Once a course has been locked, the schedules that have this course listed for a different section or time are removed from the available schedules. Once students have selected the schedule that is the best for them, they can click the Choose the Schedule button to display the schedule in the same window or click Open in a New Window to display the schedule in a new window.
After teaching the same Intro to Organizational Communication class for five years, Dr. Mary Beth Asbury knew the time was ripe for a change.
"I was getting tired of teaching the same class and could see that the students had changed a lot since 2008," she said. "It was important for me to adapt to where the students are right now, especially in terms of technology."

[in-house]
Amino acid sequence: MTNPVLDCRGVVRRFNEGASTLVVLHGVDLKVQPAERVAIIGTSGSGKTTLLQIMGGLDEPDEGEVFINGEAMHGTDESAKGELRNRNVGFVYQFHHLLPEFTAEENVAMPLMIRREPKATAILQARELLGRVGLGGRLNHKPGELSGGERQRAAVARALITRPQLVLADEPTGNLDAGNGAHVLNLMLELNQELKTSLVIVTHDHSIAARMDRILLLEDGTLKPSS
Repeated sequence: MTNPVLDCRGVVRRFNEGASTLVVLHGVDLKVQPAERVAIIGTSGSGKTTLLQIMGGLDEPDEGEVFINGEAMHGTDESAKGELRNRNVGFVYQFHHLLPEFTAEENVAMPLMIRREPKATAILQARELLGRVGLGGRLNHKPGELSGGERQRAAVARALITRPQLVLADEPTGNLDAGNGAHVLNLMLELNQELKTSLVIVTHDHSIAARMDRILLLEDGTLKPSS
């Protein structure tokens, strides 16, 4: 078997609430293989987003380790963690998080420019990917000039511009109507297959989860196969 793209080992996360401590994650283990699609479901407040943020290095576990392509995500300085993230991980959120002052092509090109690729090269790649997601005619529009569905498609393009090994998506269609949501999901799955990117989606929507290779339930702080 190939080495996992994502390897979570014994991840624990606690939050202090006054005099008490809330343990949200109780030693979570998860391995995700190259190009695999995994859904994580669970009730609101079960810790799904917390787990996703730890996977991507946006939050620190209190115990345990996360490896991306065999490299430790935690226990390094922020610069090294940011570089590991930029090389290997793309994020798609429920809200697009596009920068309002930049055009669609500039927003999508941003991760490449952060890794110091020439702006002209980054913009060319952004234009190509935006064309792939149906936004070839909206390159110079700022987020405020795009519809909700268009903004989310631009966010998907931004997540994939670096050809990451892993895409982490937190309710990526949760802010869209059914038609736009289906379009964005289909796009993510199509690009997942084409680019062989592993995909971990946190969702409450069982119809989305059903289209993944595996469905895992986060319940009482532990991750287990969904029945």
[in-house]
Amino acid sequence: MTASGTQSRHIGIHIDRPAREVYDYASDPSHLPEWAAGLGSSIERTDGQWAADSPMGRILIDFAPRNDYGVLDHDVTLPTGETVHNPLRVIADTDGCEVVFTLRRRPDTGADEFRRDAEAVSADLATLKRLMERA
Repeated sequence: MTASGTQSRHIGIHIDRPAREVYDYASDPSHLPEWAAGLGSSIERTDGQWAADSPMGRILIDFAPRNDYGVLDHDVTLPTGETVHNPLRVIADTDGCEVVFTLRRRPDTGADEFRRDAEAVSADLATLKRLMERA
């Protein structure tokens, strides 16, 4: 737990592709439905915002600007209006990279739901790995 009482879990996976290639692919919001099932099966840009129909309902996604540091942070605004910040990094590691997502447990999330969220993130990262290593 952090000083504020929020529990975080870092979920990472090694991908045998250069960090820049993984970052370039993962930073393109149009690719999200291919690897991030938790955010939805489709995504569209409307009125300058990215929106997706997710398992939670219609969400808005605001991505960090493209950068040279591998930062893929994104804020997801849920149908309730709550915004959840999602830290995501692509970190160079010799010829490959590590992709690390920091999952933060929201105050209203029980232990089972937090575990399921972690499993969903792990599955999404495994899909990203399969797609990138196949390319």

So the assistant professor of organizational communication rolled up her sleeves and participated in the Emerging Technologies for Teaching and Learning Faculty Learning Community (ET-FLC) to give her class a modern makeover as part of an effort to enhance student success initiatives.
The ET-FLC, an activity of the Learning, Teaching and Innovative Technologies Center (LT&ITC), is composed of interdisciplinary faculty who identify, explore, experiment, and share emerging technologies that facilitate teaching and learning.
One of Asbury's goals was to revamp her course to accommodate emerging technologies, especially in the mobility realm.
"Students today are more technologically savvy than they were even five years ago," she said. "When I first started teaching this class, smart phones weren't that big of an issue. But now students are constantly using their phones. I wanted to incorporate that element into the class."